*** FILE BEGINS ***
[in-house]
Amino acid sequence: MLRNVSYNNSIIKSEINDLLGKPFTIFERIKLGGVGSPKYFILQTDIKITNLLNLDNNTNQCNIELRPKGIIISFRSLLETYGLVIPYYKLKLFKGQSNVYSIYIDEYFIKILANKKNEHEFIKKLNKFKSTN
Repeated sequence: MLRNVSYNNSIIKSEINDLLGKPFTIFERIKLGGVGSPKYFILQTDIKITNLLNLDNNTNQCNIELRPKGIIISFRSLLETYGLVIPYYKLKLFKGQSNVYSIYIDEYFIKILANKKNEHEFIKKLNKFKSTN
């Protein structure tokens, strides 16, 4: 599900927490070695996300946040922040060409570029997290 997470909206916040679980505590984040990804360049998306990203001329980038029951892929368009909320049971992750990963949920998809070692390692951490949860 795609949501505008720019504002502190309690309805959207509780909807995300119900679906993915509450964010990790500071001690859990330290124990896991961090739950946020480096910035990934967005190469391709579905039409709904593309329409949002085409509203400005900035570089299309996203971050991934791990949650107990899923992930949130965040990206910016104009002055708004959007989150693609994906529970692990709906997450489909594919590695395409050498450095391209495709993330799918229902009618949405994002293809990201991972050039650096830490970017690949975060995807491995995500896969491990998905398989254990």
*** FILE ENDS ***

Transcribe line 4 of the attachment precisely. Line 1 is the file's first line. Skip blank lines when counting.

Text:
């Protein structure tokens, strides 16, 4: 599900927490070695996300946040922040060409570029997290 997470909206916040679980505590984040990804360049998306990203001329980038029951892929368009909320049971992750990963949920998809070692390692951490949860 795609949501505008720019504002502190309690309805959207509780909807995300119900679906993915509450964010990790500071001690859990330290124990896991961090739950946020480096910035990934967005190469391709579905039409709904593309329409949002085409509203400005900035570089299309996203971050991934791990949650107990899923992930949130965040990206910016104009002055708004959007989150693609994906529970692990709906997450489909594919590695395409050498450095391209495709993330799918229902009618949405994002293809990201991972050039650096830490970017690949975060995807491995995500896969491990998905398989254990």